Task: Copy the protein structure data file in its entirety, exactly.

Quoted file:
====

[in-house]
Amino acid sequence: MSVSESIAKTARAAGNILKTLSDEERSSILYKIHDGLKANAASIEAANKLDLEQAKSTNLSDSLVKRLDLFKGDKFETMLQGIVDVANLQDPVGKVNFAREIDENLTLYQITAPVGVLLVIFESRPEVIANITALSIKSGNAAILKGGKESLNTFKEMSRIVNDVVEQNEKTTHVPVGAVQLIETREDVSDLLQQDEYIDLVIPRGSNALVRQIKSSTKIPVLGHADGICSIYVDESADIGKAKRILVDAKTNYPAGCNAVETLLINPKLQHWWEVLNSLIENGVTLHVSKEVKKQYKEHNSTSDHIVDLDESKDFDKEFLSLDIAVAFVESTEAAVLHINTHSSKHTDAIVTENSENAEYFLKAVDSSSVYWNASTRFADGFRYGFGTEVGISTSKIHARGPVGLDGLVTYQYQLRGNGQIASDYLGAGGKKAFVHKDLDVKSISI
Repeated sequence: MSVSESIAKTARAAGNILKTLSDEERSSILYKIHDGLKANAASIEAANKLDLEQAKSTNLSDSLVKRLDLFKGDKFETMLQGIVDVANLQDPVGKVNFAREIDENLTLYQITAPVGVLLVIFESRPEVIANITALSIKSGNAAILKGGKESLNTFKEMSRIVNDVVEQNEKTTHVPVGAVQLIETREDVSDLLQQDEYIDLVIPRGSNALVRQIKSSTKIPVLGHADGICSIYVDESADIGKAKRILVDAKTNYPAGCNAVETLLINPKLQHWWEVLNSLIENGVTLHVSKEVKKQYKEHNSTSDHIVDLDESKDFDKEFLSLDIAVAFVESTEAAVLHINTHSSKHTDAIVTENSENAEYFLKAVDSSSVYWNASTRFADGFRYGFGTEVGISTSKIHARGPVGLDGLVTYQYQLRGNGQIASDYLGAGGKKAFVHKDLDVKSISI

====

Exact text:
[in-house]
Amino acid sequence: MSVSESIAKTARAAGNILKTLSDEERSSILYKIHDGLKANAASIEAANKLDLEQAKSTNLSDSLVKRLDLFKGDKFETMLQGIVDVANLQDPVGKVNFAREIDENLTLYQITAPVGVLLVIFESRPEVIANITALSIKSGNAAILKGGKESLNTFKEMSRIVNDVVEQNEKTTHVPVGAVQLIETREDVSDLLQQDEYIDLVIPRGSNALVRQIKSSTKIPVLGHADGICSIYVDESADIGKAKRILVDAKTNYPAGCNAVETLLINPKLQHWWEVLNSLIENGVTLHVSKEVKKQYKEHNSTSDHIVDLDESKDFDKEFLSLDIAVAFVESTEAAVLHINTHSSKHTDAIVTENSENAEYFLKAVDSSSVYWNASTRFADGFRYGFGTEVGISTSKIHARGPVGLDGLVTYQYQLRGNGQIASDYLGAGGKKAFVHKDLDVKSISI
Repeated sequence: MSVSESIAKTARAAGNILKTLSDEERSSILYKIHDGLKANAASIEAANKLDLEQAKSTNLSDSLVKRLDLFKGDKFETMLQGIVDVANLQDPVGKVNFAREIDENLTLYQITAPVGVLLVIFESRPEVIANITALSIKSGNAAILKGGKESLNTFKEMSRIVNDVVEQNEKTTHVPVGAVQLIETREDVSDLLQQDEYIDLVIPRGSNALVRQIKSSTKIPVLGHADGICSIYVDESADIGKAKRILVDAKTNYPAGCNAVETLLINPKLQHWWEVLNSLIENGVTLHVSKEVKKQYKEHNSTSDHIVDLDESKDFDKEFLSLDIAVAFVESTEAAVLHINTHSSKHTDAIVTENSENAEYFLKAVDSSSVYWNASTRFADGFRYGFGTEVGISTSKIHARGPVGLDGLVTYQYQLRGNGQIASDYLGAGGKKAFVHKDLDVKSISI